Congratulate us: we're buying a new headquarters building! and some of the rooms in that house have laminated floors (the brand known as Pergo® seems a favorite of the previous owners). So just what is this stuff? Well, one person we know better than to ask is a member of InfoBarrel who styled him/herself as omba. In a brief burst of activity on the site, omba demonstrated topic expertise by writing not just one but five different(ish) articles about flooring, including the marvelous "Beginners guide to Laminate Flooring."

Here is some of omba's more thought-provoking information...

Tuesday, April 14, 2015

Drought for Dummies

Perhaps the most common logical fallacy known to man is the assumption that correlation implies causation. This form of oversimplification of complex events is a favorite of demagogues and politicians, right up there with post hoc, ergo propter hoc - "after the fact, therefore because of the fact." Freelance dumbasses like to trot out this sort of simple-minded logic, too. Take the example of Gordon Rupe (writing under the pen name gordon) at when he penned a little note he called "Did Fracking Cause California’s Drought?"

Gordon did some homework and a little math. Then he drew a conclusion based on his math -- or, rather, he pointed his readers at the conclusion he wanted them to draw. Here's how it went down, with our comments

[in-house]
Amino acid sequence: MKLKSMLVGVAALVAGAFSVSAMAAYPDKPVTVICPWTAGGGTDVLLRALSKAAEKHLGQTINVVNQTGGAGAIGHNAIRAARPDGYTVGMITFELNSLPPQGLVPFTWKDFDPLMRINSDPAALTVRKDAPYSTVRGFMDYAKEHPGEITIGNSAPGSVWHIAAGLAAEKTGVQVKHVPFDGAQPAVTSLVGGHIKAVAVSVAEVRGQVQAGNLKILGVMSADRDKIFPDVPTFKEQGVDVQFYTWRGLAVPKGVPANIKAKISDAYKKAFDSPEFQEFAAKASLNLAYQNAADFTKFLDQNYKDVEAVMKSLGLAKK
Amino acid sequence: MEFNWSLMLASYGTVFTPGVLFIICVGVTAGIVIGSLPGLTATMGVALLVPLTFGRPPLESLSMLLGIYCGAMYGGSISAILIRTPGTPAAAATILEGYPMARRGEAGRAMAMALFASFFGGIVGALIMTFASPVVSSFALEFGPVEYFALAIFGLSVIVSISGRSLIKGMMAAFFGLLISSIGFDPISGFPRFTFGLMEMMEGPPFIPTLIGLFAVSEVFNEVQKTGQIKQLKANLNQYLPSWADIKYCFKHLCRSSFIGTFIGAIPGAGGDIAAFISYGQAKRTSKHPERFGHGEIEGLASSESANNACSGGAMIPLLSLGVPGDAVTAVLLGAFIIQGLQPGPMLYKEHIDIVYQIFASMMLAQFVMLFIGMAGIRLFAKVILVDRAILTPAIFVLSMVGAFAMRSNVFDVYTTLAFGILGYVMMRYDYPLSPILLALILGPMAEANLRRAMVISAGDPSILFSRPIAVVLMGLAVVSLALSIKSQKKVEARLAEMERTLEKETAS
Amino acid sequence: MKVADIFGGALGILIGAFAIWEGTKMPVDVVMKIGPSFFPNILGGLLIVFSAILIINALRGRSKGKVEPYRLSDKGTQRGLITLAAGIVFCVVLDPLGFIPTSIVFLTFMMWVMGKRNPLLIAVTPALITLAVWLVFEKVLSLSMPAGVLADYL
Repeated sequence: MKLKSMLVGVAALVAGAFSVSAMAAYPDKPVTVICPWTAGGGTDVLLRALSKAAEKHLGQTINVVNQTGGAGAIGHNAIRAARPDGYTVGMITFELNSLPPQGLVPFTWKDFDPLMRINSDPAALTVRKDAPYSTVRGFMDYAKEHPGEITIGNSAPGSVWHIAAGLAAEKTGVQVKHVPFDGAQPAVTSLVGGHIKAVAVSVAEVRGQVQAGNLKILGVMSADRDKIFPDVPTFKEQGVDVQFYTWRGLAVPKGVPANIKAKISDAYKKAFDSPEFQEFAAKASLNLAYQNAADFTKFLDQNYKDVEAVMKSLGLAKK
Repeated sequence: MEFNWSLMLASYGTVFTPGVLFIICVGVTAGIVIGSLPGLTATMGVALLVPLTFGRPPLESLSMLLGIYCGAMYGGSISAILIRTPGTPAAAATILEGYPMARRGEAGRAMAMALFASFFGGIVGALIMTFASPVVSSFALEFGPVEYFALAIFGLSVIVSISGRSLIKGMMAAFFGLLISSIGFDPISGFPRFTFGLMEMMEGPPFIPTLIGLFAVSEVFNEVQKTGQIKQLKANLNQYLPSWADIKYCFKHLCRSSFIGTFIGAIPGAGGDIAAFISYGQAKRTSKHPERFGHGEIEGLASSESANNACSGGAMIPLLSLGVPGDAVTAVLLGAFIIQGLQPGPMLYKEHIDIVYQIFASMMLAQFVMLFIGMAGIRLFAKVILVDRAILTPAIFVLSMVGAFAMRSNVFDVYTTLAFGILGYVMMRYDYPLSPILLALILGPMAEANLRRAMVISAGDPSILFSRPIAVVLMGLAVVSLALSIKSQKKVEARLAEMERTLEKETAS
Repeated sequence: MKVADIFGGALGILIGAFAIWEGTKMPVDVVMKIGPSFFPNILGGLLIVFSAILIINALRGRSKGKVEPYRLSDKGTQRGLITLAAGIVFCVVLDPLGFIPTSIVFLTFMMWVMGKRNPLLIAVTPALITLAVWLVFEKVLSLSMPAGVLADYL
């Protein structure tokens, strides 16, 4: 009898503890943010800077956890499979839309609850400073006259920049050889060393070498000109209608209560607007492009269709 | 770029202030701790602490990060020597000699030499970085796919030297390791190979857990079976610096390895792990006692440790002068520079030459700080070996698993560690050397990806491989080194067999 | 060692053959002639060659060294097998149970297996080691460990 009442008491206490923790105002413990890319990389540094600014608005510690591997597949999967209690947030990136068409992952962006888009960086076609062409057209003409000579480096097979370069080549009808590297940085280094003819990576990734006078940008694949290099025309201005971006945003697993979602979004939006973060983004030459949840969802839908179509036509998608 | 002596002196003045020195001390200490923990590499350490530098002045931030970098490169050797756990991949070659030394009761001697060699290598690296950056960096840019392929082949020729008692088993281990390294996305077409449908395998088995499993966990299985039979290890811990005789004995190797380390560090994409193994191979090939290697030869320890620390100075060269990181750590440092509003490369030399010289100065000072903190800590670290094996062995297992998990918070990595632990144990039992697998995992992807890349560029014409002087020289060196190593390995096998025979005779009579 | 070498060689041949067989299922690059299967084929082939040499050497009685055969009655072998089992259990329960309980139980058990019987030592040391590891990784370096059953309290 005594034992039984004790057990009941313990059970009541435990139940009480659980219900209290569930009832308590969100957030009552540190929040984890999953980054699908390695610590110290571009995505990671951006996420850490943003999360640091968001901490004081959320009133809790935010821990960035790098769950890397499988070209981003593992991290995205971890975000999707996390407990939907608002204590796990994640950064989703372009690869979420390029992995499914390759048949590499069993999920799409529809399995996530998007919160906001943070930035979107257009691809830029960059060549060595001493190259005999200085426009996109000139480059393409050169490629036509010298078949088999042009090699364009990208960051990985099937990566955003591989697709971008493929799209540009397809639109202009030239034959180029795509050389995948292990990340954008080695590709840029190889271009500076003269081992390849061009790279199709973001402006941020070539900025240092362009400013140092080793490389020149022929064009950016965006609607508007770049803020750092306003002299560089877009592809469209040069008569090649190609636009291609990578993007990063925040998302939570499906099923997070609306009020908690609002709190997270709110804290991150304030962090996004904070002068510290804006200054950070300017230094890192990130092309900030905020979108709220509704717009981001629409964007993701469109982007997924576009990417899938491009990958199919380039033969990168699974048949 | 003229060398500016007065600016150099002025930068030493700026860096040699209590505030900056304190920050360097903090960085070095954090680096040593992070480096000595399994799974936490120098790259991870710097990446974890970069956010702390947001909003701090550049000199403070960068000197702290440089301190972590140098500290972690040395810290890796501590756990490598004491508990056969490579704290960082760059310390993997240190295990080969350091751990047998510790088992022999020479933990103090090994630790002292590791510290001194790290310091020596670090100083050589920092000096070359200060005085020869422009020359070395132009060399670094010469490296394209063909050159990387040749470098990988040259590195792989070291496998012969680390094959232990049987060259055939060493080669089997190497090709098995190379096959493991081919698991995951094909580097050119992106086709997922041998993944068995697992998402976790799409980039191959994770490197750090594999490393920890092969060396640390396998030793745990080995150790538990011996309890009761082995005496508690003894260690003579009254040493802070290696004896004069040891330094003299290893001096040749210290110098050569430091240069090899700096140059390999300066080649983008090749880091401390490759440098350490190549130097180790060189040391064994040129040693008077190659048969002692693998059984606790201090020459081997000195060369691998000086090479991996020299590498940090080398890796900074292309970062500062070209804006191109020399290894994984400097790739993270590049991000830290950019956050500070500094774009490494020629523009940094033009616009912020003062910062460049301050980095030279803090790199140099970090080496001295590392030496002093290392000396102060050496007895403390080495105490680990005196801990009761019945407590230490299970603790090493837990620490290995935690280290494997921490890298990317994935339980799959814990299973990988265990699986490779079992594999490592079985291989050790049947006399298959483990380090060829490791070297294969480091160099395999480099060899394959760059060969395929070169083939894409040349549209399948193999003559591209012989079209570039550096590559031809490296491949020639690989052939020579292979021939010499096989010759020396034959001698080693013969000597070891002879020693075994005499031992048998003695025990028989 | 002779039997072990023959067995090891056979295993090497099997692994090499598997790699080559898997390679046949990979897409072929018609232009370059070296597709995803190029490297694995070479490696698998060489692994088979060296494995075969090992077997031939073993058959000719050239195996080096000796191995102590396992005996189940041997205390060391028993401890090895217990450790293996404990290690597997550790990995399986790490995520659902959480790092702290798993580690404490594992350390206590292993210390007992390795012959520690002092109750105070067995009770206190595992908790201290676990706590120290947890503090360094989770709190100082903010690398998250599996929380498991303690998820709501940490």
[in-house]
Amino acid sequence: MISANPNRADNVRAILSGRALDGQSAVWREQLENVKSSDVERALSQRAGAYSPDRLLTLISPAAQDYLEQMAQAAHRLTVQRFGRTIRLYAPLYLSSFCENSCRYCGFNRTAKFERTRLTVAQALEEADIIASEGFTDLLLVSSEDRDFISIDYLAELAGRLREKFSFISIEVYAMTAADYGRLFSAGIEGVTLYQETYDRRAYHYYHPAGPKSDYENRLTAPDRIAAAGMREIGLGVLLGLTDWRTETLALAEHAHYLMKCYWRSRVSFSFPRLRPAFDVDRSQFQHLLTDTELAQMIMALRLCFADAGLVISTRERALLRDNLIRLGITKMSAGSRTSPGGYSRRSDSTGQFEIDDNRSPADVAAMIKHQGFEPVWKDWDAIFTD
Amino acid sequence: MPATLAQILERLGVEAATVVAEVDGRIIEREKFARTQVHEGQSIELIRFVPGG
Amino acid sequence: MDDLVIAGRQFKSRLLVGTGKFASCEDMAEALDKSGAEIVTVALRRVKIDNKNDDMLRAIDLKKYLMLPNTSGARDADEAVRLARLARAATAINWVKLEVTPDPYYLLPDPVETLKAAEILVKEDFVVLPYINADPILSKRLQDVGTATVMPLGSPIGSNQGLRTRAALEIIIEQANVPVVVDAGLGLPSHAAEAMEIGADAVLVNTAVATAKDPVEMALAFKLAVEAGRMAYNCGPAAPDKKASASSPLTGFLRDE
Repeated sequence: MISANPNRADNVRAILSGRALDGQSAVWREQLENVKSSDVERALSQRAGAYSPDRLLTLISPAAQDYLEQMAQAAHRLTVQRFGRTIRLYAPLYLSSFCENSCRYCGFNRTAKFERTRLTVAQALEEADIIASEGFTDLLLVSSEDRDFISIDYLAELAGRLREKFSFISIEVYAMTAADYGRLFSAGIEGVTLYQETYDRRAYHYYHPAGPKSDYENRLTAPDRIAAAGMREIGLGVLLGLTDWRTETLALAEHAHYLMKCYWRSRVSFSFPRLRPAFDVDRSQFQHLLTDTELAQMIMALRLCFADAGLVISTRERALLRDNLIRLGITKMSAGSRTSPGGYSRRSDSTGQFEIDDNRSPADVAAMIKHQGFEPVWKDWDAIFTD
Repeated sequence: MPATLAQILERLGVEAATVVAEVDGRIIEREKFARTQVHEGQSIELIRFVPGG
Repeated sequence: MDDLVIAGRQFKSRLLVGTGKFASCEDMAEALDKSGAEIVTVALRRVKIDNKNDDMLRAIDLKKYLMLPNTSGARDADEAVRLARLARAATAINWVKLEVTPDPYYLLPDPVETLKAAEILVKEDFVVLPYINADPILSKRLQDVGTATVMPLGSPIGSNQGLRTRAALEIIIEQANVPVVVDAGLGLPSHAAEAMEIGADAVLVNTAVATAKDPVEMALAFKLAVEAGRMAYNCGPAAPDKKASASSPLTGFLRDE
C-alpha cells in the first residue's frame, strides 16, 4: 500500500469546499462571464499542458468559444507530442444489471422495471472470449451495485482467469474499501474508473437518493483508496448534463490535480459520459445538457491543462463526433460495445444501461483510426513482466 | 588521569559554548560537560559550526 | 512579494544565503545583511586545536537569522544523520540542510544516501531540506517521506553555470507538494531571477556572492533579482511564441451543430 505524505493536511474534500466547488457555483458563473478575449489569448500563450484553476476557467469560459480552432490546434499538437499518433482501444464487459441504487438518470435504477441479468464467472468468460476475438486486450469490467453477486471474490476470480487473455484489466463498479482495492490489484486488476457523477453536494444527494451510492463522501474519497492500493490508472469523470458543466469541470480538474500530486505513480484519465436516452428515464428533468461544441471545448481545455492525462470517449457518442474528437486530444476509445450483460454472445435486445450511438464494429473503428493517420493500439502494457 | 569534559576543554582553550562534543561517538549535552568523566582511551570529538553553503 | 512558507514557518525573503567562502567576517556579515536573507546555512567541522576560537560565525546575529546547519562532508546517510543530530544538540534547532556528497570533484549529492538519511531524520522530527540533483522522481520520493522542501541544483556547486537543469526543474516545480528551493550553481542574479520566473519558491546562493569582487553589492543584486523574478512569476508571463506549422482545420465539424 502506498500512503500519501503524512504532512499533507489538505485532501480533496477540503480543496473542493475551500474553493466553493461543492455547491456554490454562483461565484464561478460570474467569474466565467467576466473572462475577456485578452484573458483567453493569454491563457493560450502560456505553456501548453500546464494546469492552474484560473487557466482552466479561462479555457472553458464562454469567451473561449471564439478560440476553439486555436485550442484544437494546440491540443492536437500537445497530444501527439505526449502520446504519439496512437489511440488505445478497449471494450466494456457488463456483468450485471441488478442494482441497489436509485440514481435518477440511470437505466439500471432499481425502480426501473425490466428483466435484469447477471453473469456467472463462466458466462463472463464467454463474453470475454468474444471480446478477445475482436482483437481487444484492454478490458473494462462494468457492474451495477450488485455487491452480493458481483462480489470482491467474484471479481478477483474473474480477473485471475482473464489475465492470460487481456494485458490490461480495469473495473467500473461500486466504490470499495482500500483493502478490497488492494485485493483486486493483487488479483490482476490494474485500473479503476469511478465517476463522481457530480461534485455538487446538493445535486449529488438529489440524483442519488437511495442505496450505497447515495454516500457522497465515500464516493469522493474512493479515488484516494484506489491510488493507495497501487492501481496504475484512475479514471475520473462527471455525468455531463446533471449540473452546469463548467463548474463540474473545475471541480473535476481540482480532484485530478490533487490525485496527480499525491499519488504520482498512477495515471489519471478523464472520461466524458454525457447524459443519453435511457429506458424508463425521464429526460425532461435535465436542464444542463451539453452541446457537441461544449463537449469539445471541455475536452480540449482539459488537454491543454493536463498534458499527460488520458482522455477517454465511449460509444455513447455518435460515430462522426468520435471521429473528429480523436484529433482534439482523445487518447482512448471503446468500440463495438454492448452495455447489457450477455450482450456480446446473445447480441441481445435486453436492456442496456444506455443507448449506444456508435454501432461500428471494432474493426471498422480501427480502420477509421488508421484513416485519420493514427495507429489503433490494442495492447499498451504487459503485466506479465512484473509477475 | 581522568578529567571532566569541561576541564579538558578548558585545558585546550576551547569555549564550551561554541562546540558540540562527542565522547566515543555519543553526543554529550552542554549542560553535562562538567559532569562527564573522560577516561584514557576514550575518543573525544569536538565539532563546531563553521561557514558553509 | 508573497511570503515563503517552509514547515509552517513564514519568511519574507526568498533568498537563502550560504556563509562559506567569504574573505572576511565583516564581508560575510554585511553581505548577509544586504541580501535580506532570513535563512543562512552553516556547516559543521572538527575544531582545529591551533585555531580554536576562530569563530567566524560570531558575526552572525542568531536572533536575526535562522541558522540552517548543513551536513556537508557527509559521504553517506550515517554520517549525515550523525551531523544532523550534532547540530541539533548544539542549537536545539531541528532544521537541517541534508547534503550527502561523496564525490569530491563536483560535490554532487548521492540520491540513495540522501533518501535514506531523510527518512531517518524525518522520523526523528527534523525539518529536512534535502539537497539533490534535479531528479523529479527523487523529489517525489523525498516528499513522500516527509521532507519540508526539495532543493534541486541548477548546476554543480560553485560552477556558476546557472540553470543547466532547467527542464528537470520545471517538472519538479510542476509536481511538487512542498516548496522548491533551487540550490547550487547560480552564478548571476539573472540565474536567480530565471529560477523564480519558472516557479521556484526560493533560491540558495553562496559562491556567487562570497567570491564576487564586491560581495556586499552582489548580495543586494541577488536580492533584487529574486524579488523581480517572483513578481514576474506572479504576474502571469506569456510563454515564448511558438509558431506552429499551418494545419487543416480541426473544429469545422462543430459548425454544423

Monday, April 13, 2015

Kitchens for Dummies

Far be it from us to criticize people for poor writing skills in another language - unless, of course, they give bad grammar advice in that language, in which case it's fair game. On the other hand, simply running something through Google translate and posting it on a content farm is also fair game. It's a freelancer trick that doesn't seem to be all that unusual. Take, for instance the claptrap lizkemp (Liz Kemp?) posted at under the title "Discover Some Easy and Great Tips to Elevate Your Kitchen Perfectly."

The content is god-awful, starting with the obvious question, "WTF is 'elevating your kitchen'?" It looks very much as if it's (badly) translated from Russian or some other language that doesn't use articles, though that may not be the worst of its problems. Take a look at just the first paragraph:

Sunday, April 12, 2015

Fracking for the Complete Dummy